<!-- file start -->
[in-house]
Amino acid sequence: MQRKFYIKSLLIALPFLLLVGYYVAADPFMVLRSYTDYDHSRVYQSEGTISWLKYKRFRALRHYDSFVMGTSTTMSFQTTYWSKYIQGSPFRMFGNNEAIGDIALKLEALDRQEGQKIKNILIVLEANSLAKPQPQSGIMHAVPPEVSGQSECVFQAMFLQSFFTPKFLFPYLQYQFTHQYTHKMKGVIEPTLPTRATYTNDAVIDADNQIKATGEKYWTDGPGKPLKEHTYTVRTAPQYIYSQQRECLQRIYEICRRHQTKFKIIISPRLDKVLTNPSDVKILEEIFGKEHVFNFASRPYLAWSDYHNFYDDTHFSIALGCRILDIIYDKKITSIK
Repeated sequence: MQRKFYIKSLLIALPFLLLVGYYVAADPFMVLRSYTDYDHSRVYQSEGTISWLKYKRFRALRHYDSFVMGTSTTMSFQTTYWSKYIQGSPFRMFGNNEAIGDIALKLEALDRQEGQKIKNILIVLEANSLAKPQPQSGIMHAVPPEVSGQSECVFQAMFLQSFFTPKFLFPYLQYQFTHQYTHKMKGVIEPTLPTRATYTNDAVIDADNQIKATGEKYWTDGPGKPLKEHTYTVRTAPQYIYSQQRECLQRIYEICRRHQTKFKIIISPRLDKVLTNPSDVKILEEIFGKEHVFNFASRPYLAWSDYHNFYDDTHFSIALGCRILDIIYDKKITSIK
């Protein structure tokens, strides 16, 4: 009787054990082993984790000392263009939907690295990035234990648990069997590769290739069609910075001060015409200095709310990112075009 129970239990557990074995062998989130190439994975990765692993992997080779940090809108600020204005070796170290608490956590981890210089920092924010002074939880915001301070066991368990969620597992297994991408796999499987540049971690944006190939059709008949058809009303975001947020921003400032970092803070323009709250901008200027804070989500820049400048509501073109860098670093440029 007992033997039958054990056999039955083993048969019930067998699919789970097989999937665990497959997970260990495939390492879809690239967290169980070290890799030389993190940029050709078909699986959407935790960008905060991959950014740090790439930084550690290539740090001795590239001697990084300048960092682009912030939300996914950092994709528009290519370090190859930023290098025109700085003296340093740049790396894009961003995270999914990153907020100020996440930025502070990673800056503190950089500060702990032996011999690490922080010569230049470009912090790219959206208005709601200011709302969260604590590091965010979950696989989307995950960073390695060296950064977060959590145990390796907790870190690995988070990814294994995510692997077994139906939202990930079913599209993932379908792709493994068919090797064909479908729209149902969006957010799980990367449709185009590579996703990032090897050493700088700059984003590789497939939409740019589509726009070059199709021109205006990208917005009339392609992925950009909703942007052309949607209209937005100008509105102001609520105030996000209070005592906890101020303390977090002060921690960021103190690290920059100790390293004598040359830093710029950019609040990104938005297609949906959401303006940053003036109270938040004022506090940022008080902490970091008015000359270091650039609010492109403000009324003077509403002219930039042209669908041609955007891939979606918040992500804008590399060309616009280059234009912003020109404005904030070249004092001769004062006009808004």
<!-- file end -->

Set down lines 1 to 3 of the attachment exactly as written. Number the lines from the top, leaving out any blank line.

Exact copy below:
[in-house]
Amino acid sequence: MQRKFYIKSLLIALPFLLLVGYYVAADPFMVLRSYTDYDHSRVYQSEGTISWLKYKRFRALRHYDSFVMGTSTTMSFQTTYWSKYIQGSPFRMFGNNEAIGDIALKLEALDRQEGQKIKNILIVLEANSLAKPQPQSGIMHAVPPEVSGQSECVFQAMFLQSFFTPKFLFPYLQYQFTHQYTHKMKGVIEPTLPTRATYTNDAVIDADNQIKATGEKYWTDGPGKPLKEHTYTVRTAPQYIYSQQRECLQRIYEICRRHQTKFKIIISPRLDKVLTNPSDVKILEEIFGKEHVFNFASRPYLAWSDYHNFYDDTHFSIALGCRILDIIYDKKITSIK
Repeated sequence: MQRKFYIKSLLIALPFLLLVGYYVAADPFMVLRSYTDYDHSRVYQSEGTISWLKYKRFRALRHYDSFVMGTSTTMSFQTTYWSKYIQGSPFRMFGNNEAIGDIALKLEALDRQEGQKIKNILIVLEANSLAKPQPQSGIMHAVPPEVSGQSECVFQAMFLQSFFTPKFLFPYLQYQFTHQYTHKMKGVIEPTLPTRATYTNDAVIDADNQIKATGEKYWTDGPGKPLKEHTYTVRTAPQYIYSQQRECLQRIYEICRRHQTKFKIIISPRLDKVLTNPSDVKILEEIFGKEHVFNFASRPYLAWSDYHNFYDDTHFSIALGCRILDIIYDKKITSIK